I noticed something moving on my Areca Palm near the front door and upon closer study I saw it was that great sci-fi character of the insect world, a Praying Mantis. His head followed my every move and seemed to turn a full 360 degrees as I walked around my plant trying to snap a good photo of him.
Had I reached in to pick him up he probably would have grabbed my finger with his folded, spiny forelegs. Then he might have chomped down on my finger because he is, after all, a carnivore. I did not test this theory. Although I did not want him to kill and eat any beneficial insects, I left him there because I knew he would eat some spiders and I had too many spiders lingering by the front door.
Such is life among plants and in the garden. We seem to always be contending with something, trying to balance this against that. We always contend with weather, of course. And we usually contend with hopping, creeping, crawling, flying, squirming things that are simply part of life in the garden. I don't know of any garden that has only beneficial, handsome insects and plants that magically grow just right without any help from the insect world. Come to think of it, gardens are rather like people who are occasionally creepy looking and who somehow manage to grow and thrive with the help of others. Gardens are alive, just as we are.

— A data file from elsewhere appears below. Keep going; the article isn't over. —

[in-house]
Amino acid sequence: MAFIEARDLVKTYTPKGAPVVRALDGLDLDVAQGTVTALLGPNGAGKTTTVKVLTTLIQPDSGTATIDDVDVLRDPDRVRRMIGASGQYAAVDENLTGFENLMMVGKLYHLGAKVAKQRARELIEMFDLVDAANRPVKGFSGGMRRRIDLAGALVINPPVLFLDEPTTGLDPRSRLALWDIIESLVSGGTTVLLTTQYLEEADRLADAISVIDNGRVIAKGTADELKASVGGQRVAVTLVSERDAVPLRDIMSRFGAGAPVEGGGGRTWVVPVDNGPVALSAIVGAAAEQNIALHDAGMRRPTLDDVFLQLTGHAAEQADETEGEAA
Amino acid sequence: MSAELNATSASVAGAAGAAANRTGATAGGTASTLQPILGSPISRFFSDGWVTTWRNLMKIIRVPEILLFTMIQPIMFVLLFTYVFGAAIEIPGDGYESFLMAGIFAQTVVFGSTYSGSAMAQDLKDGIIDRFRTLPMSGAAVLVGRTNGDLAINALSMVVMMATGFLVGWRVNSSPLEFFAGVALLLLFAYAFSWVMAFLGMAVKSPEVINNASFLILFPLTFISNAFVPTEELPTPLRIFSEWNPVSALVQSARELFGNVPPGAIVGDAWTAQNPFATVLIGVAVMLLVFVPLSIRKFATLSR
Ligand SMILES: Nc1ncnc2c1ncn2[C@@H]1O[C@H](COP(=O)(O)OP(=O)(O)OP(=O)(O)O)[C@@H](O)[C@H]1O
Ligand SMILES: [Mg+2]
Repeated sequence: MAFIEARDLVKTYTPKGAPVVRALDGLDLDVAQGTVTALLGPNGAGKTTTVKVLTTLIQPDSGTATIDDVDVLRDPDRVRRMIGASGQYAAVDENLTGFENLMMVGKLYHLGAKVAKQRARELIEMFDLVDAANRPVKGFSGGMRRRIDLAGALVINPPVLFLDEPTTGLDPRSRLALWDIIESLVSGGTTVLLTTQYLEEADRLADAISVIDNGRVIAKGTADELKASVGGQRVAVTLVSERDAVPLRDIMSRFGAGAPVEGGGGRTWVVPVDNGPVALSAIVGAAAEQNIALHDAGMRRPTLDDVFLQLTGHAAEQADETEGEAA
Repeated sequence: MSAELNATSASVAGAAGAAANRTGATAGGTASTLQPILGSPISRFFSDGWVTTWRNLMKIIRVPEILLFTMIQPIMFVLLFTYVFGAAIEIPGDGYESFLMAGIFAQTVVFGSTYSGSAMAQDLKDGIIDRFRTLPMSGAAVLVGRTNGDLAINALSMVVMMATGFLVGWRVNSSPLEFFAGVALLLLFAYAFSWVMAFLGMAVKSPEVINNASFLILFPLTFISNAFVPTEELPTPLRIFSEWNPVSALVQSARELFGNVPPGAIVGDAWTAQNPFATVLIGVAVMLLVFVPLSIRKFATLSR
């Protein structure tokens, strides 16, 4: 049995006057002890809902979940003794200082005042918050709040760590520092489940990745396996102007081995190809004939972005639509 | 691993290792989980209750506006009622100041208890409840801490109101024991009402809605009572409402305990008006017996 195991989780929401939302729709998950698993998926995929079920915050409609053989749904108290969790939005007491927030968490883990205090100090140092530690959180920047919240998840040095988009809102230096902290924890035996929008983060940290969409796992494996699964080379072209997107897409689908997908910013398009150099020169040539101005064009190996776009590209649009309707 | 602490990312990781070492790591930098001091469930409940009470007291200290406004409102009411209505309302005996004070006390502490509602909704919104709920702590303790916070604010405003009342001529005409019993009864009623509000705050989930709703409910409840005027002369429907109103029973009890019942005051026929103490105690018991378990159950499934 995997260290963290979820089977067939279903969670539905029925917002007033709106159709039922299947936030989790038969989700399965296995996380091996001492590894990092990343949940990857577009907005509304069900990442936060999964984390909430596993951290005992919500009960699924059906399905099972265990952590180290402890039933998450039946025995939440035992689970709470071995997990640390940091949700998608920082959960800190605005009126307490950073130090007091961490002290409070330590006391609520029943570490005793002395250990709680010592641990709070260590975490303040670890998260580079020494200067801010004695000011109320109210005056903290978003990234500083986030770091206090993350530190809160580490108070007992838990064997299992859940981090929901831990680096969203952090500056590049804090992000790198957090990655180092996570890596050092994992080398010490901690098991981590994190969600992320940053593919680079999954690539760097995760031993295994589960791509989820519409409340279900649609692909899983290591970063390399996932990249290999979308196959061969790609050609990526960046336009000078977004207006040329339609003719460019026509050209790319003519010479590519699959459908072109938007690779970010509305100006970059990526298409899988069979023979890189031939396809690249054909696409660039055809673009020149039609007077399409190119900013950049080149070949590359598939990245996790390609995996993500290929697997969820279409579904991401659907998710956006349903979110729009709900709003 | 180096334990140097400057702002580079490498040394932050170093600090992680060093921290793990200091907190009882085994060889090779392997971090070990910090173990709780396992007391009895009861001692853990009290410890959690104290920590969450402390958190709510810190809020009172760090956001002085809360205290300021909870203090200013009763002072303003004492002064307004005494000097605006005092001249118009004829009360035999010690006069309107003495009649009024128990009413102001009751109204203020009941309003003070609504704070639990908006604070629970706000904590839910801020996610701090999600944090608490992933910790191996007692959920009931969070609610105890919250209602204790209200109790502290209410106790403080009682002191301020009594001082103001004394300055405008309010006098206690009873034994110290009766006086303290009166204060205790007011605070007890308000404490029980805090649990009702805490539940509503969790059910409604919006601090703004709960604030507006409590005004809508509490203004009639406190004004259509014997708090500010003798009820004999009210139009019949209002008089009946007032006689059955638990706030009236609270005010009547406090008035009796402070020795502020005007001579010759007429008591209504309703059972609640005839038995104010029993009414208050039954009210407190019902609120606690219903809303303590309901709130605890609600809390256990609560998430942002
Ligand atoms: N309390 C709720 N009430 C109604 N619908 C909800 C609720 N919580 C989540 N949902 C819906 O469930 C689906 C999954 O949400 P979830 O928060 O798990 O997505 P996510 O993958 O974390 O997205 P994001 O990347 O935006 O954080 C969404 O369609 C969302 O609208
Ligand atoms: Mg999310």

I get frustrated with all this aliveness, of course. At the Alpharetta Community Garden, where I have a plot and where I volunteer, we’ve had to outlaw squash plants because every year they get overrun with squash bugs. The aforementioned evil critters are quite alive and multiplying in our raised beds. We dealt with them one year by means of a Shop-Vac, which I found most gratifying. There’s nothing like vacuuming away the hundreds of insects that are ruining your plants. It only slowed them down. After suffering through two years of a squash bug population explosion, we finally said, “No squash plants.” That’ll show those squash bugs.
On the other hand, there are times when being in the garden among all of that buzzing, bending life is nothing short of sublime. My favorite thing to do in the early evenings of July is to go to the Alpharetta Community Garden and sit on the bench amidst the Bee Balm and Coneflowers. In the summer, these plants are alive with pollinators. It’s like being in downtown Atlanta on Monday morning; only the flowers are the skyscrapers and the honeybees, bumblebees, beneficial wasps and hummingbirds are the people. This is a view of garden life that should not be missed.